With what might still be on the horizon, not retaining any of Brassard’s salary is worth noting (Vegas is on the hook for 40%). Teams are only allowed to retain the salaries of 3 players in any given season. The Sens have already done it once (Phaneuf).
Vegas gets some grit in Reaves and a pick, but get roped into 40 percent of Brassard’s salary for some reason or another.
Who won the trade?
Senators fans are unlikely to be happy with the team cleaning house, particularly with players who helped them make a deep playoff run remarkably recently. Still, they’re diving in with a reset, if not a rebuild, and this is a decent return. Getting a bit more for Cole could help, and Gustavsson’s development will play a significant role in how this move is viewed in hindsight.
The Penguins are going for it, as they have been for some time. Brassard fills a serious need, and while defense is an issue for Pittsburgh, Cole found himself as a healthy scratch and obviously on the way out at times.
This is all about the present for Pittsburgh, and it’s easy to justify such a thought process. Let’s not forget that Sidney Crosby, Kris Letang, and Phil Kessel are 30 while Evgeni Malkin is 31. You never know when the championship window might slam shut.
Since Jan. 5, the two-time defending Stanley Cup champions are 15-3-1, the best record in the NHL in terms of point percentage (.815). Evgeni Malkin (32 points) and Sidney Crosby (30) are Nos. 1 and 2 in scoring. Yeah, you go for it aggressively.
As of Friday Kessel is tied with Crosby, Malkin, McDavid and Giroux, all of whom have 66 points.
Stamkos is third in the league with 67 points, one point back of Gaudreau with 68 points.
All of them are chasing Kucherov’s 76 points.
The scoring title wasn’t the only thing that prompted Kessel to reference the Penguins’ past two Stanley Cup wins. With the team that traded him to Pittsburgh — the Toronto Maple Leafs — in town for a game on Saturday night Kessel was asked if he still gets fired up to face his former team, to which he responded (via @PensInsideScoop): “I don’t really care anymore. It’s my third year and we’ve won twice. It’s in the past.”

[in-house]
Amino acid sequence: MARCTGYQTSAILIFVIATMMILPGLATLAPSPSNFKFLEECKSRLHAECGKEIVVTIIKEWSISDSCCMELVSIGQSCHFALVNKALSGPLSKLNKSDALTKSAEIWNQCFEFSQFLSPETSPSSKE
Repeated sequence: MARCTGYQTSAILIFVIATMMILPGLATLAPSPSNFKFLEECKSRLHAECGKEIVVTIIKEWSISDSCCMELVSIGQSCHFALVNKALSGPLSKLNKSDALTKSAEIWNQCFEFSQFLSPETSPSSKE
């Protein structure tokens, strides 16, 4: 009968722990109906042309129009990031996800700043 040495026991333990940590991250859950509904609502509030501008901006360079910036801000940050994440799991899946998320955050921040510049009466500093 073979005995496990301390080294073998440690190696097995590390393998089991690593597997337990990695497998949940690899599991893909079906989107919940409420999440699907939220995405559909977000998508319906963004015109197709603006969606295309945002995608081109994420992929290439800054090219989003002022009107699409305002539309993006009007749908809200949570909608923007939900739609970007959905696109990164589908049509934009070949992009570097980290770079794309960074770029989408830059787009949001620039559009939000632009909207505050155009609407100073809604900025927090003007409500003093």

Upper Deck released its Series 2 set of hockey cards this week and included is a insert set featuring the Pittsburgh Penguins and their days with the Stanley Cup from this past summer. Among the 12 cards, which includes Sidney Crosby and Mario Lemieux, is a very unique photo for the card of Phil Kessel, two-time Stanley Cup champion.
In August, when it was Kessel’s day, he spent part of it at a golf course with friends and family, which included him posing with hot dogs inside the Cup’s bowl. You might recall a silly and later debunked story from the Toronto Sun in 2015 that said Kessel would grab a daily dog from a certain vendor near his condo in the city. It even inspired a tattoo!
Clearly, Phil got wind of the story and decided to dunk on Steve Simmons, to the delight of many.
Kolzig told the Washington Post in 1996 that he never did eat that hot dog and the idea came about when he asked card photographers what’s the weirdest hockey card they ever made. Then “the guy handed me a hot dog with my name written in mustard on it.”
We relish the thought that this could start a trend in the hobby.
With Jaromir Jagr officially off to the Czech Republic to continue what is left of his professional hockey career it is entirely possible that we have seen the last of him in the NHL.
It would not exactly be a fitting farewell for what is, by pretty much any objection evaluation, one of the most productive careers in the history of the sport. But then again Jagr’s career was always full of sudden changes and moves.
Throughout a career that touched three different decades, Jagr played for nine different NHL teams (Pittsburgh, Washington, New York, Philadelphia, Dallas, Boston, New Jersey, Florida, and Calgary) and also took a three-year hiatus to play in Russia.
He won scoring titles, an MVP award, two Stanley Cups, an Olympic gold medal and ended up in the top-three for games played, goals and total points in league history.
He had his moments for pretty much every team he played for, but his time with the Penguins, the team that drafted him in the first-round of the 1990 NHL draft (No. 5 overall) is what his career will probably end up being defined by. He was at his most dominant with the Penguins, he won his two Stanley Cups with the Penguins, and along with Mario Lemieux helped form one of the most dominant duos the league has ever seen.